Monday, September 16, 2013

Anasazi Heritage Center

Anasazi Heritage Center - Canyons of the Ancients National Monument

27501 Highway 184
Dolores, Colorado, 81323

(970) 882-5600


After four years of driving by the Center and saying, "need to check it out", it finally happened and hubby and I were blown away.  The Anasazi Heritage Center is beautifully done, not just on the outside, but also inside.  Once you've parked your vehicle in the lot, you can walk immediately to the main building which holds the exhibits, including a Pit Structure; or hike the half mile trail to the Escalante Pueblo.

Lets start with the main building with its lovely gardens, sculptures (such as the Chuska Puma pictured above), and exhibits.  The structure is a semi-circle with a large, open lobby and large windows allowing full light inside; the shop area is well lit and stocked with a large assortment of books, apparel, postcards, and various souvenirs.

The Main Exhibit Gallery holds well displayed examples of amazing pottery, weaving, apparel, tools and weapons of the ancient Native Americans.  Look for drawers labeled, "Look Inside Me" to find out further information about the exhibits; for example, the reasons behind holes in particular pieces of pottery.

Also in the Main Exhibit Gallery is a replica of a Pit Structure from the A.D. 800s; the original was excavated fully intact and the replica displays what was found inside.

The Discovery Room contains many more "Look Inside Me" drawers along with a center island of microscopes.  The microscopes are used to examine various petri (glass) dishes holding pottery, arrow heads, grain; this enables the viewer to get a more defined look into the structure of these items.  The items in the drawers allow a hands on approach; pieces can be lifted up with informational tags underneath.

There is a Special Exhibit Gallery which holds a specified exhibit each month geared towards science, history or art; also a Theatre and a Multi-Use room for events.

After being "wowed" by the exhibits, it's time to walk the path to the Pueblo ruins; there are picnic areas at the beginning, wooden benches along the entire way, and it is all wheelchair accessible also.  The first set of ruins is the Dominguez Pueblo which is set back amongst the trees and bushes.  This Pueblo was a single family dwelling; unfortunately the earth around the Kiva was unstable, so had to be filled in for safety.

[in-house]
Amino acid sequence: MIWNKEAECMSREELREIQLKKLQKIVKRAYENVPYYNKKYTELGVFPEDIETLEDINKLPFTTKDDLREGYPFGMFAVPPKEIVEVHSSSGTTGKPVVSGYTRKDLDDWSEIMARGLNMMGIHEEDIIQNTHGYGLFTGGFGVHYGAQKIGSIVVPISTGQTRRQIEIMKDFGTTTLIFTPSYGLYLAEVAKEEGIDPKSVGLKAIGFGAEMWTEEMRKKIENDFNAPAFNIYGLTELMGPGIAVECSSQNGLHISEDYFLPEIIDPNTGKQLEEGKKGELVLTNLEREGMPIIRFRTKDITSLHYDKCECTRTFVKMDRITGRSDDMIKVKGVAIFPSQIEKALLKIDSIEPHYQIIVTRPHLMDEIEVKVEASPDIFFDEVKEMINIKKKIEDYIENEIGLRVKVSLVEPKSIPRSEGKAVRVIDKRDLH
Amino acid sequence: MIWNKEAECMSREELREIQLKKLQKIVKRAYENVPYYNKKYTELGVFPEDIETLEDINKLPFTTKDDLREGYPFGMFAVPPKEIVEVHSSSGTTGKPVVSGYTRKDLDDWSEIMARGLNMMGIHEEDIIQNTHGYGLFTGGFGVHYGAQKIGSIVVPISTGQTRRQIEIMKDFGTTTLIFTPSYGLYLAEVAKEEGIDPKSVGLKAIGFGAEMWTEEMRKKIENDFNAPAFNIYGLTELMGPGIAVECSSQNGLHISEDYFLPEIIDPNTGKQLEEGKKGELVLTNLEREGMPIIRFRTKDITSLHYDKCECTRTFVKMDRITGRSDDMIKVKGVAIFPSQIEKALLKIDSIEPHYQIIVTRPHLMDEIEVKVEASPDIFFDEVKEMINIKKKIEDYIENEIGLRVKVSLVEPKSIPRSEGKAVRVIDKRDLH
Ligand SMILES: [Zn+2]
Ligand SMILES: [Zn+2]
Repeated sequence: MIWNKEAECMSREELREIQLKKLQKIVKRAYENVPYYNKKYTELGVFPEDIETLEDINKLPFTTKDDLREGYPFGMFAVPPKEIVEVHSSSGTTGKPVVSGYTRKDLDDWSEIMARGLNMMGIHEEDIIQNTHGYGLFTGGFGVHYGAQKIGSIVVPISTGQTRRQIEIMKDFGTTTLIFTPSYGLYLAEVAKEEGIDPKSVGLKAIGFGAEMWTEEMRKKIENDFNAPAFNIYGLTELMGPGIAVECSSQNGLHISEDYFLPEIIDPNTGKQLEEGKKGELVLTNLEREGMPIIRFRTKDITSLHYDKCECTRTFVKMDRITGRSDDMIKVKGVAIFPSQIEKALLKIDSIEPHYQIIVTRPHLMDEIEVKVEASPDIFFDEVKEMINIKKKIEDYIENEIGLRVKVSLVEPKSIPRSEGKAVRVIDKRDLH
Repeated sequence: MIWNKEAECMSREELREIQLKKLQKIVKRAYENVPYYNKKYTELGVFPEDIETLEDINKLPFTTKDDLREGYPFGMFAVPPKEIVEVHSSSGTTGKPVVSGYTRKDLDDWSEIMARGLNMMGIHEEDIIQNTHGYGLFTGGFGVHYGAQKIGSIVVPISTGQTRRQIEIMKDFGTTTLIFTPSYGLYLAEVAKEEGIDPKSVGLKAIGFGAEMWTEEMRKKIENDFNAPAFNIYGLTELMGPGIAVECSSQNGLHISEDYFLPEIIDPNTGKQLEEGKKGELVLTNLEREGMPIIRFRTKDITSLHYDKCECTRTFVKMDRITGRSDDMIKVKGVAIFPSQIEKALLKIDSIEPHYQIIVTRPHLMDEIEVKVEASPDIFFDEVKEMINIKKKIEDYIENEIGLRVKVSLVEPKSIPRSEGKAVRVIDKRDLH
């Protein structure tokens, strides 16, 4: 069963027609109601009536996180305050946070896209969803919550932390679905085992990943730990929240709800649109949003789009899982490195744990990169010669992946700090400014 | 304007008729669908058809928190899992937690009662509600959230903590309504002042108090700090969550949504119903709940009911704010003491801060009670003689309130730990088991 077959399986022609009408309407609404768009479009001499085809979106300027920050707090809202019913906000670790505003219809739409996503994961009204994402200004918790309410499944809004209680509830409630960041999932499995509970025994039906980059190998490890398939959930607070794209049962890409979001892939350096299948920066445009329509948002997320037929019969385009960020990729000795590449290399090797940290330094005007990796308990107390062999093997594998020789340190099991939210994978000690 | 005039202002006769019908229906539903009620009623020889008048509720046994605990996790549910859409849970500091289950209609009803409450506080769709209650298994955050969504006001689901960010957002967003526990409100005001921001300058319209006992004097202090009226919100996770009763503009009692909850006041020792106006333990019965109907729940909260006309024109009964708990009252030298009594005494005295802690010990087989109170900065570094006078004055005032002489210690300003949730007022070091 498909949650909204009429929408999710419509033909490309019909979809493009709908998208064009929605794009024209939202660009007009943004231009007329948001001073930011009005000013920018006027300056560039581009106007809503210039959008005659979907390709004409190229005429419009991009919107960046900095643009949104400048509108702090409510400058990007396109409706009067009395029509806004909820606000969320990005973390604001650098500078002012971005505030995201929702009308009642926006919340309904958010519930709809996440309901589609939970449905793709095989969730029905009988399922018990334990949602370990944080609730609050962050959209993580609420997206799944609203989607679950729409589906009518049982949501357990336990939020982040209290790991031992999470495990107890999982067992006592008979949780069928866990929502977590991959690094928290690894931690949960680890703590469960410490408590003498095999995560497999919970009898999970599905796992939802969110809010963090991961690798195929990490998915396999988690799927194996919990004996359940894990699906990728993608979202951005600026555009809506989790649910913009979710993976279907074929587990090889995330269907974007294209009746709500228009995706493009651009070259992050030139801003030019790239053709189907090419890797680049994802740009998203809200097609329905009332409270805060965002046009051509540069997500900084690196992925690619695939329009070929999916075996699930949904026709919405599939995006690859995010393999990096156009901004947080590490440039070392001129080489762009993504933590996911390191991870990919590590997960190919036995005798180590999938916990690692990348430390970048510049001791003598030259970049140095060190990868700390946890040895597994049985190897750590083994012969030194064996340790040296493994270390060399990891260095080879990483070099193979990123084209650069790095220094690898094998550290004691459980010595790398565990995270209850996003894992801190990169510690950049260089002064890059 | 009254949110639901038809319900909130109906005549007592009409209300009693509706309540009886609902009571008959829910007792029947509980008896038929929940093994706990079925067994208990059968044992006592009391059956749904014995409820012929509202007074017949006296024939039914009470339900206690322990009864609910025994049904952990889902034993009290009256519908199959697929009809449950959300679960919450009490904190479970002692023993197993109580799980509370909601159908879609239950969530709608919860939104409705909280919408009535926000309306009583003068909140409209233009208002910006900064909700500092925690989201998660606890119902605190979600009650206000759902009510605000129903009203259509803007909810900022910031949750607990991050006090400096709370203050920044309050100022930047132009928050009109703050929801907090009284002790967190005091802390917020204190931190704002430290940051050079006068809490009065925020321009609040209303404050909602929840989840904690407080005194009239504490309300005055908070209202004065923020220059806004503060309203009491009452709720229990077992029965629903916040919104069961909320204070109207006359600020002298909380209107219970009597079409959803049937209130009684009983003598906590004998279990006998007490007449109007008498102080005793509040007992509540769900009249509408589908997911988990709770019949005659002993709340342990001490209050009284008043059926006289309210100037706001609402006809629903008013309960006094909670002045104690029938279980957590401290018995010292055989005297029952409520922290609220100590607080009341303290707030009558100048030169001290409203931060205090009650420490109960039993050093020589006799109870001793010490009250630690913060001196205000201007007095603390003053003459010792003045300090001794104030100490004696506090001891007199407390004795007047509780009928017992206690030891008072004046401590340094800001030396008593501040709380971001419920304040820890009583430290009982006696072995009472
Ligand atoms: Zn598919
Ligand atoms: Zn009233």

Dominguez Pueblo

There will be informational signs here and there about the plants, trees and bushes native to the area.  This one on the Serviceberry gives an actual recipe; the signs are not only educational, but fun.

The trek to the Escalante Pueblo is a half mile, winding upwards along the concrete walkway.  Once you get to the actual ruins though, you will understand why the ancient peoples chose this area.  The vistas are breathtaking with views of the Rockies, Mesa Verde, Sleeping Ute Mountain, and the modern day McPhee Reservoir.  Unfortunately, this area of Colorado has been experiencing drought conditions since the spring; so McPhee Reservoir is barely discernible.

View of Rocky Mountains and McPhee Reservoir

The ruins of Escalante Pueblo are quite impressive; a multi-family structure with a large, intact Kiva.  Wildflowers have been allowed to grow in and around the Kiva; only enhancing its ancient beauty.

Escalante Pueblo

We are so thrilled that we finally took the time to visit the Anasazi Heritage Center; to miss out on this is a shame.  If you're traveling in the Cortez/Dolores, Colorado area, make the worthwhile trip to State Highway 184 and the Anasazi Heritage Center.

Mary Cokenour

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